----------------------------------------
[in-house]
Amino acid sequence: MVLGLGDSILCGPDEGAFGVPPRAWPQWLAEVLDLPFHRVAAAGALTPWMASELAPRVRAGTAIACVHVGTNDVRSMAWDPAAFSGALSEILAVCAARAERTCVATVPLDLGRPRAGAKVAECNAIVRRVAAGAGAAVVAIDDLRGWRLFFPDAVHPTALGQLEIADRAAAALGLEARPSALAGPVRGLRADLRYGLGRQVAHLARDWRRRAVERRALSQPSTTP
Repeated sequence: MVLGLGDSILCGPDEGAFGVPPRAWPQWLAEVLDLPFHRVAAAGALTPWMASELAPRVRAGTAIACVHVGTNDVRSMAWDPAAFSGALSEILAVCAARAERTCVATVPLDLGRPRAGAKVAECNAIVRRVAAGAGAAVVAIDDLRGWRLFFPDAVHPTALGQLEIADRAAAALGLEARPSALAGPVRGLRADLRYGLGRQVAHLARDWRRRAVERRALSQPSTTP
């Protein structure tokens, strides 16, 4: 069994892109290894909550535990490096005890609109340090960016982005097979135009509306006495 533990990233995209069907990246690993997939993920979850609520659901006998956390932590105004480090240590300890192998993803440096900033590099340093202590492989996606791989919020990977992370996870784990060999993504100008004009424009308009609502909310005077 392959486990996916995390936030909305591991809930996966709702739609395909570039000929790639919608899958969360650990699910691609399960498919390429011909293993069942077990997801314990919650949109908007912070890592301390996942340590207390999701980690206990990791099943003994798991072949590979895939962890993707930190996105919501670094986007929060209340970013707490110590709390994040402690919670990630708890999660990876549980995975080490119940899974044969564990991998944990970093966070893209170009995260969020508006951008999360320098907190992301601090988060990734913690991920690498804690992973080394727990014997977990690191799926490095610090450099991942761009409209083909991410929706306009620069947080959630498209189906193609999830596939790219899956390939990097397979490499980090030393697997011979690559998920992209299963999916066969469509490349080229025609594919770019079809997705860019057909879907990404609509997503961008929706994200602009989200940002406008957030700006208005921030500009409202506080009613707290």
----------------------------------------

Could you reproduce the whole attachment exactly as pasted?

[in-house]
Amino acid sequence: MVLGLGDSILCGPDEGAFGVPPRAWPQWLAEVLDLPFHRVAAAGALTPWMASELAPRVRAGTAIACVHVGTNDVRSMAWDPAAFSGALSEILAVCAARAERTCVATVPLDLGRPRAGAKVAECNAIVRRVAAGAGAAVVAIDDLRGWRLFFPDAVHPTALGQLEIADRAAAALGLEARPSALAGPVRGLRADLRYGLGRQVAHLARDWRRRAVERRALSQPSTTP
Repeated sequence: MVLGLGDSILCGPDEGAFGVPPRAWPQWLAEVLDLPFHRVAAAGALTPWMASELAPRVRAGTAIACVHVGTNDVRSMAWDPAAFSGALSEILAVCAARAERTCVATVPLDLGRPRAGAKVAECNAIVRRVAAGAGAAVVAIDDLRGWRLFFPDAVHPTALGQLEIADRAAAALGLEARPSALAGPVRGLRADLRYGLGRQVAHLARDWRRRAVERRALSQPSTTP
């Protein structure tokens, strides 16, 4: 069994892109290894909550535990490096005890609109340090960016982005097979135009509306006495 533990990233995209069907990246690993997939993920979850609520659901006998956390932590105004480090240590300890192998993803440096900033590099340093202590492989996606791989919020990977992370996870784990060999993504100008004009424009308009609502909310005077 392959486990996916995390936030909305591991809930996966709702739609395909570039000929790639919608899958969360650990699910691609399960498919390429011909293993069942077990997801314990919650949109908007912070890592301390996942340590207390999701980690206990990791099943003994798991072949590979895939962890993707930190996105919501670094986007929060209340970013707490110590709390994040402690919670990630708890999660990876549980995975080490119940899974044969564990991998944990970093966070893209170009995260969020508006951008999360320098907190992301601090988060990734913690991920690498804690992973080394727990014997977990690191799926490095610090450099991942761009409209083909991410929706306009620069947080959630498209189906193609999830596939790219899956390939990097397979490499980090030393697997011979690559998920992209299963999916066969469509490349080229025609594919770019079809997705860019057909879907990404609509997503961008929706994200602009989200940002406008957030700006208005921030500009409202506080009613707290």